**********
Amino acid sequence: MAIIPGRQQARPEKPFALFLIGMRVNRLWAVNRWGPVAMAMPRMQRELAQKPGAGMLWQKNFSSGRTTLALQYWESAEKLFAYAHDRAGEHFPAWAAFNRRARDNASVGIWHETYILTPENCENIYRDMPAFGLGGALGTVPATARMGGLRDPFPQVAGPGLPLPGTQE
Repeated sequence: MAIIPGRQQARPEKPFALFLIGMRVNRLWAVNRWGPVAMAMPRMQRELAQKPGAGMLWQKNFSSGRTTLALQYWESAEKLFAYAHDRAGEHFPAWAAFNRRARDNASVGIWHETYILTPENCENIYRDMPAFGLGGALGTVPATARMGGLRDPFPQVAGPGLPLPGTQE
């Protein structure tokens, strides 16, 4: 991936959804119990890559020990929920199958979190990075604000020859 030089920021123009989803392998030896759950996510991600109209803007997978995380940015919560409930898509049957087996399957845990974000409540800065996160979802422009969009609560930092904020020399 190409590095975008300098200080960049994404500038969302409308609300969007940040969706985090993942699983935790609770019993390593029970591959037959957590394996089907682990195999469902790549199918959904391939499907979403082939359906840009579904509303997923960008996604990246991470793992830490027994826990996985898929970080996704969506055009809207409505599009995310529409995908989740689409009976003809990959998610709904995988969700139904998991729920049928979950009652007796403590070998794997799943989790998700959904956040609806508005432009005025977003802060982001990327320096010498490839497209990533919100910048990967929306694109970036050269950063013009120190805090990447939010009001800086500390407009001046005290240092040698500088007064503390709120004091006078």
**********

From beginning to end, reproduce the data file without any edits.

Amino acid sequence: MAIIPGRQQARPEKPFALFLIGMRVNRLWAVNRWGPVAMAMPRMQRELAQKPGAGMLWQKNFSSGRTTLALQYWESAEKLFAYAHDRAGEHFPAWAAFNRRARDNASVGIWHETYILTPENCENIYRDMPAFGLGGALGTVPATARMGGLRDPFPQVAGPGLPLPGTQE
Repeated sequence: MAIIPGRQQARPEKPFALFLIGMRVNRLWAVNRWGPVAMAMPRMQRELAQKPGAGMLWQKNFSSGRTTLALQYWESAEKLFAYAHDRAGEHFPAWAAFNRRARDNASVGIWHETYILTPENCENIYRDMPAFGLGGALGTVPATARMGGLRDPFPQVAGPGLPLPGTQE
């Protein structure tokens, strides 16, 4: 991936959804119990890559020990929920199958979190990075604000020859 030089920021123009989803392998030896759950996510991600109209803007997978995380940015919560409930898509049957087996399957845990974000409540800065996160979802422009969009609560930092904020020399 190409590095975008300098200080960049994404500038969302409308609300969007940040969706985090993942699983935790609770019993390593029970591959037959957590394996089907682990195999469902790549199918959904391939499907979403082939359906840009579904509303997923960008996604990246991470793992830490027994826990996985898929970080996704969506055009809207409505599009995310529409995908989740689409009976003809990959998610709904995988969700139904998991729920049928979950009652007796403590070998794997799943989790998700959904956040609806508005432009005025977003802060982001990327320096010498490839497209990533919100910048990967929306694109970036050269950063013009120190805090990447939010009001800086500390407009001046005290240092040698500088007064503390709120004091006078």